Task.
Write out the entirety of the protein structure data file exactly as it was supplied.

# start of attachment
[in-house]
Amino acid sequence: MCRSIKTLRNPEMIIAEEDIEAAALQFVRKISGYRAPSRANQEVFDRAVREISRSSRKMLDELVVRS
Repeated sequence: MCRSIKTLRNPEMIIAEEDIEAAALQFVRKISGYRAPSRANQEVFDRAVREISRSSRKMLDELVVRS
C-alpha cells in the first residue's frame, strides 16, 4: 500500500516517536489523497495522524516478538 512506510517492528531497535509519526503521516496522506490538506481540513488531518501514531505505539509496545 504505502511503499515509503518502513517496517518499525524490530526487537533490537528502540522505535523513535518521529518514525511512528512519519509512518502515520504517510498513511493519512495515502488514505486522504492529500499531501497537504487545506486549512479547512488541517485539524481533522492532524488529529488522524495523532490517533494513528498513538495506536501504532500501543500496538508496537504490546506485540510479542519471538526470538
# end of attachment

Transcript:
[in-house]
Amino acid sequence: MCRSIKTLRNPEMIIAEEDIEAAALQFVRKISGYRAPSRANQEVFDRAVREISRSSRKMLDELVVRS
Repeated sequence: MCRSIKTLRNPEMIIAEEDIEAAALQFVRKISGYRAPSRANQEVFDRAVREISRSSRKMLDELVVRS
C-alpha cells in the first residue's frame, strides 16, 4: 500500500516517536489523497495522524516478538 512506510517492528531497535509519526503521516496522506490538506481540513488531518501514531505505539509496545 504505502511503499515509503518502513517496517518499525524490530526487537533490537528502540522505535523513535518521529518514525511512528512519519509512518502515520504517510498513511493519512495515502488514505486522504492529500499531501497537504487545506486549512479547512488541517485539524481533522492532524488529529488522524495523532490517533494513528498513538495506536501504532500501543500496538508496537504490546506485540510479542519471538526470538